By SHARMILA NAIR
MAKING a change in a community or a nation will not happen overnight. It takes a lot of time and hard work, and even the President of the United States Barack Obama learned that lesson the hard way.
He was 24, and a newbie from Columbia University in New York City when he put his all into organising his first community meeting at the crime-infested and racially-charged South Side area in Chicago. It was a total bust.
“People said that they were concerned about crime and I wanted to create a safer space in that area. So, I organised a meeting … but no one came,” shared Obama, 52, at the Young Southeast Asian Leaders Initiative (YSEALI) townhall address at Dewan Tunku Chancelor in Universiti Malaya, Kuala Lumpur on Sunday.
Obama, who was in the country as part of a four-nation tour, spoke to 103 youths representing YSEALI and about 300 other attendees (including yours truly) at the event.
Although his first attempt at making a difference in his community was a complete failure, Obama, commanding the stage effortlessly, acknowledged that it was also one of the greatest lessons in his life.
“I learned that as a young person wanting to make a difference in the world, I have to be persistent,” he said, adding that young leaders looking to bring positive changes to their community should listen to the people and earn their trust before slowly developing their projects into bigger initiatives.
“You cannot be impatient; but the problem with young people is that they are impatient,” said Obama with a laugh. “You have to learn from your failure as well as your success.”
Obama also urged young people to use the most important resource they have – “It’s between our ears,” he said – and be part of the solution to the nation’s problems. He said it is crucial for young people to educate themselves on important issues, interact with organisations that are already involved with said issues, and move towards making a difference.
“The most important thing is to realise that you can really have an impact on the world. And to achieve your dream, you have to focus not so much on the title or money you’re going to make, but on the impact you can have on other people’s lives.”
But as much as Obama wants youths to go out and achieve their dreams, he also reminded them to focus on the important things in their lives.
“This is to the people here who haven’t spoken to their parents in a while: I regret not having spent more time with my mother. She died early, right around my age right now, and it happened very fast. I didn’t reach out and communicate with her during a stretch of time, from when I was 20 to 30. I was busy with my own life,” said Obama, when asked about his greatest regrets in life. The other he said was “Wasting time on things that I thought were important when I was younger. Looking back, they don’t seem so important after all.”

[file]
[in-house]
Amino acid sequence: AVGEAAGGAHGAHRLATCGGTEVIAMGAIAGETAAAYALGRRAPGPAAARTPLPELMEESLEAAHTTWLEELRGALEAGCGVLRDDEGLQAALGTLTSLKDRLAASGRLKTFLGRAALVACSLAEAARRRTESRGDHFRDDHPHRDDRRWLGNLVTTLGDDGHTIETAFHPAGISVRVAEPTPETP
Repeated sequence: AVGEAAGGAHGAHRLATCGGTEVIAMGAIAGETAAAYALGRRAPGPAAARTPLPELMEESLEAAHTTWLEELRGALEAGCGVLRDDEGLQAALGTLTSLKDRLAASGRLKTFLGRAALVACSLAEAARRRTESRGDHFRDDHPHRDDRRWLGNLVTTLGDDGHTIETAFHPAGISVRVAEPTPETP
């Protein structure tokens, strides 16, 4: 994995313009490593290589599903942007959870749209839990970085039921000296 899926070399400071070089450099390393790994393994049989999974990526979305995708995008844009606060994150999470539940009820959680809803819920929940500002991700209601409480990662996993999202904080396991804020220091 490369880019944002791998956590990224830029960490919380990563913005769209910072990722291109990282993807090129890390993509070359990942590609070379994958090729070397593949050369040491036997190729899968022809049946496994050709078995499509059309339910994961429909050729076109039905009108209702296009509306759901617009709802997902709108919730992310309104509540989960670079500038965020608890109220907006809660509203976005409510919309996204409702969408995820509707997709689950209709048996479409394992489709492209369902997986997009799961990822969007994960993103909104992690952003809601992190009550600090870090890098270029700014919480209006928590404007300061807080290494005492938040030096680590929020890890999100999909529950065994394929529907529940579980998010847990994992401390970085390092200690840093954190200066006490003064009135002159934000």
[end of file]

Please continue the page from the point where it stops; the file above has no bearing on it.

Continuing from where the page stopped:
Up close and personal
There have been several complaints on social media accusing participants of wasting the once-in-a-lifetime opportunity to interact with Obama by asking questions that were too personal, and not on hard-hitting world issues.
But to be honest, it was refreshing to hear Obama speaking about things like his daughters, Malia and Sasha, and how he hopes they will grow up to be good people. That’s what he hopes his legacy will be – to be remembered as a good father and a good husband. When taking that question about his legacy, he initially joked: “I still have two years left (in office). Are you rushing me?”
In fact, Obama managed to keep the whole thing candid and light-hearted. At one point, when he was picking audience members to ask questions, he pointed one guy out and said: “I like your hairstyle!”
But there were some heavier moments too. One attendee asked “what does happiness mean to you?”, to which he replied: “It’s a very philosophical question, but when I’m on my deathbed – not that I think about it all the time – the time I spent with the people I love will be what makes me happy.
“What’s most important to me is that I’m true to my beliefs, and that I live with integrity.”
In terms of his legacy as a President, he said he hopes to be remembered for having created opportunities for the American people to lead better lives.
“Not everybody is able to be rich, but everybody should be able to lead a good life. However, this is not something I can do by myself.”
It takes an entire nation to work together to create a better future, and the President reminded that while we should embrace our diverse cultures and be proud of our backgrounds, we should also appreciate the differences.
“Treat people the way you want to be treated. Be part of something that brings people together rather than drive them apart.”